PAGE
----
One hundred years from now, our planet is likely to be a very different place. Earth’s climate is already changing, threatening vulnerable ecosystems the world over. Many scientists consider a major global extinction event to be all but inevitable within the next century.
Indeed, the scientific consensus forecasts a literal decimation of the world’s lifeforms: 1 in 10 species are likely to have vanished from the planet by 2100.
So what are conservation-minded scientists to do?
Dov Sax, an associate professor in the department of Ecology and Evolutionary Biology, has dedicated his career to informing conservation policy by identifying and filling knowledge gaps in the field. Now, he and his team are trying to determine which plant species are most endangered by warming conditions in the United States.
This is not a straightforward question. “One of the big problems we have is in understanding which species are going to be at risk from climate change,” he explains.
Picking the players
Species, even those that live near to each other today, are not created equal. Some may be able to tolerate wide variations in climate and will therefore be able to flourish in place; others will not be so fortunate. And it is not always easy to determine which is which.
“If you show me any two critters and tell me where they live, I can't necessarily tell you which is going to survive in place and which is going to need to shift and track changes in climate,” says Sax. “And if you don't know that, it's pretty hard to prioritize conservation decisions.”
One way to learn more about the conditions that a given species is able to tolerate is to look at whether or not it is able to grow on its own, in the wild, in a location different from its expected habitat. These outliers are known as non-native species, and they can tell scientists a lot of information about the potential of different species to withstand changes in their ambient environment.
“One of the hallmarks of my science career has been trying to understand what insights we can get from non-native species,” says Sax. “We normally think of them as a problem—and they often are a problem, but not always. They often have a lot of insights for us. They're sort of like unplanned experiments.”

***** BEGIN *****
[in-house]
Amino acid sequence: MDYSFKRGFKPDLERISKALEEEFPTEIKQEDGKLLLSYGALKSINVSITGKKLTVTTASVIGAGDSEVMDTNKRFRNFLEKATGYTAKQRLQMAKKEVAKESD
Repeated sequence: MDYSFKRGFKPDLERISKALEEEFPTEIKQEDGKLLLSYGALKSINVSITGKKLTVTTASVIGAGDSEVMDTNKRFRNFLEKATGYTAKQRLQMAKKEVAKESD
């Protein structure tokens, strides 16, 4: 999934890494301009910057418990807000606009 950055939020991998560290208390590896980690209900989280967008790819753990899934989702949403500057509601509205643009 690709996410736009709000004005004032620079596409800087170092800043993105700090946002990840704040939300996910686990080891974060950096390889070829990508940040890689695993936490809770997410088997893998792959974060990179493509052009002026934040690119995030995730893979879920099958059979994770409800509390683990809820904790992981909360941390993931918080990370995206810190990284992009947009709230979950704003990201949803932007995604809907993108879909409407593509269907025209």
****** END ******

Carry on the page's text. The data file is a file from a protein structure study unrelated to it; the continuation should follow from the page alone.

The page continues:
Sax explains that, for most species, the geographic boundary between a liveable habitat and an intolerable one is not rigid. Instead, species’ ranges tend to fall on a gradient; that is, some plants tolerate a wide variety of conditions exceptionally well, and thrive far beyond their expected climatic limitations. Others may grow, but are unable to reproduce outside of their native range. Still others may fail to grow at all.
These subtle differences in survival potential are important to understand because they enable conservation scientists to optimize their interventions.
“Imagine you have a long-lived organism like a tree that maybe takes 100 years before it can reproduce,” suggests Sax. “Imagine there is some place you could move it now where it couldn't reproduce yet, but it could grow. You could move it now, establish a population, have it grow up, let climate change catch up to that population, and have it poised to be able to reproduce in the future."
These types of interventions are part of a strategy known as managed relocation, in which scientists actively move members of a species whose native range is threatened by climate change. Sax hopes to inform the conversation surrounding managed location by determining which plant species are at risk—and furthermore, which of those are likely to be savable.
Expecting the unexpected